Bottom line: Analytics leaders are more likely to focus on the end result of their reporting. In addition, they have implemented integrated systems, in which data from different functions are aggregated for performance analysis. This is vital for success because once all the information is in one place, it is more easily pulled into dashboards and built into reports that elevate the most important findings for management. 


These reports help L&D professionals promote the results of their efforts with more impact. More importantly, because they have the right data at their fingertips, they problem solve more effectively and implement strategic use cases, make data-driven decisions on learning investments, and leverage programs that increase productivity and support long-term learning strategy. 

Follow the Leaders 

The most successful learning analytics programs are likely to be found in organizations where management understands the value and potential of measuring learning program efficiency and the impact on the bottom line. A good first step on this path is implementing an LMS and measuring outcomes based on the automated reports it generates. 

But reports don’t turn data into solutions. Instead, L&D professionals who understand how to use analytics paired with other related data sets will experience a clear payoff for their efforts. When learning organizations dedicate the right resources to create more efficient processes, more strategic analysis, and more integrated approaches, they become the hub of ensuring workforce effectiveness in driving business results. 

According to our research some of the business benefits of properly implemented analytics programs include: 

  • increased skills and capabilities in the workforce 
  • more employee engagement 
  • increased productivity 
  • increased employee retention 
  • increased quality in products and services  
  • more efficiencies in business processes 
  • increased credibility of the learning function with business leaders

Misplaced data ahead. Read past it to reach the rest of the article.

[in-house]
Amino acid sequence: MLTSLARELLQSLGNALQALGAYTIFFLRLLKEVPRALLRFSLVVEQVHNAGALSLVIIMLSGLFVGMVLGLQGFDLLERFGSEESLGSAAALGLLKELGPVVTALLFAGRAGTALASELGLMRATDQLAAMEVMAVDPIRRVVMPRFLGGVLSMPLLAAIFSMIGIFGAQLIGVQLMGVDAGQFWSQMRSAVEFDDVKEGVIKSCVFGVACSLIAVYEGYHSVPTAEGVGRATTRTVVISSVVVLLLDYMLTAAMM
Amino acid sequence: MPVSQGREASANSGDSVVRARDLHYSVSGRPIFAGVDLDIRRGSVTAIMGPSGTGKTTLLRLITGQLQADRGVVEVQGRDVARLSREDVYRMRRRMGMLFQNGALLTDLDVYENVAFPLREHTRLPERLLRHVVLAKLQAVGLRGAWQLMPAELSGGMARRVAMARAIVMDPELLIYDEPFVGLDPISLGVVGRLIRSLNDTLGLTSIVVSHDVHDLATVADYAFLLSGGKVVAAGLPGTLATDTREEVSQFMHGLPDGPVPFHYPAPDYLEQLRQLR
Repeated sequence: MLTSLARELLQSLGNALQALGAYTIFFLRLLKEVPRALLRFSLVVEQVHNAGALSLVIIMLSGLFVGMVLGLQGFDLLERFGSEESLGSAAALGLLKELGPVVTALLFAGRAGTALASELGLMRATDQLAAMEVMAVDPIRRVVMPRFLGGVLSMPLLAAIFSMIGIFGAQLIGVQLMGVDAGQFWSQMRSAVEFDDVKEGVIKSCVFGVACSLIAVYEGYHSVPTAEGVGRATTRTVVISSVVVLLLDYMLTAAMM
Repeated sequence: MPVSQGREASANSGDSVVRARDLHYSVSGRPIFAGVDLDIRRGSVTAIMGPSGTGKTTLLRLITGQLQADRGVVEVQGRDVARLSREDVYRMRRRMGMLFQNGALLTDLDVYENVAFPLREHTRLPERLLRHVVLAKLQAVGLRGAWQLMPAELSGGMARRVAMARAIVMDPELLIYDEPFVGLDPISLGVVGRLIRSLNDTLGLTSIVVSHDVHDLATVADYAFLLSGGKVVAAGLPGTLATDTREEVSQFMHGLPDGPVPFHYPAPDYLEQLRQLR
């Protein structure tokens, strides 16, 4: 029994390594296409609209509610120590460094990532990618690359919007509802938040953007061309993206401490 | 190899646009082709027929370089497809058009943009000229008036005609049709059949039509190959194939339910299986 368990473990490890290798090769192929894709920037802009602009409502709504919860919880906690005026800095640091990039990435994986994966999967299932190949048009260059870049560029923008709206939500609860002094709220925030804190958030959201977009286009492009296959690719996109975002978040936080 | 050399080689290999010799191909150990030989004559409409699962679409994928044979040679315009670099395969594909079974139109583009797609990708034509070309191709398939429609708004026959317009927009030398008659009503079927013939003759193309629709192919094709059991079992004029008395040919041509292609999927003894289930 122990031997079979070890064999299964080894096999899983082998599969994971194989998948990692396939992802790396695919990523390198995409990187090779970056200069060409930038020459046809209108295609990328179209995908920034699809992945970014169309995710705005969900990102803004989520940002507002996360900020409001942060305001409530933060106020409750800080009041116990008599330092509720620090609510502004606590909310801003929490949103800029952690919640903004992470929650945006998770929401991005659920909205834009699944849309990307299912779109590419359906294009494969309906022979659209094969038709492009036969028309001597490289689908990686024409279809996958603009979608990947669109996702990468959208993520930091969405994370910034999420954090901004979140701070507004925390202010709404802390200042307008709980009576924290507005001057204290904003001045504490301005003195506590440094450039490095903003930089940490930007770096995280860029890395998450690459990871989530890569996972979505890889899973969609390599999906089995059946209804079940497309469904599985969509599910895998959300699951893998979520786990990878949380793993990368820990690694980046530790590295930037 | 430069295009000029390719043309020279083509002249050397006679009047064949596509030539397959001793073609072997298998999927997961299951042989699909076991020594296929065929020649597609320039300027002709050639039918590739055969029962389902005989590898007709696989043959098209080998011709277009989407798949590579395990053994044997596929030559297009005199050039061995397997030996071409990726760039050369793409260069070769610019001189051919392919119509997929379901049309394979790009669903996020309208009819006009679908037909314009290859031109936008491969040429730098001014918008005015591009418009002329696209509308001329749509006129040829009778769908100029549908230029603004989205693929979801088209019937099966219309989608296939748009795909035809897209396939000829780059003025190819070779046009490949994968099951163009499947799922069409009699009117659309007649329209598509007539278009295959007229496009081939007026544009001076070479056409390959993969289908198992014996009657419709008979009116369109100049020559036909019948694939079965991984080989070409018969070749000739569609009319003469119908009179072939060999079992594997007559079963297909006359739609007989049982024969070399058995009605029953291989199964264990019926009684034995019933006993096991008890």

• increased revenues. 

Ultimately, those organizations that track learning analytics to KPIs and demonstrate their business value to the C-Suite will see more support from the ranks of upper management. The more L&D pros establish a correlation between workforce productivity, performance, and business results, there will be more requests for learning-based analytics reports to assist with improving strategic planning purposes. 

Plan for the Future 

What does all this mean for the future of learning analytics? 

There is significant value in being able to find meaning in the information stacks talent leaders have at their disposal. Fortunately, Raytheon research finds that over the next two years, 80 percent of HR and learning leaders plan to increase their analytics capabilities, and half report that they will be using learning analytics software. While there is more work to be done, this movement demonstrates that learning analytics is becoming a key asset—and making an impact on the way we understand and improve business performance. 

As you prepare your future learning analytics strategy, keep in mind that the outcome of your system is only as good as the data you feed into it. Examine your business needs, align the appropriate internal and external data, seek help from experts, and be sure to showcase your results in dashboards and frequent reports that best exhibit the business value of your efforts.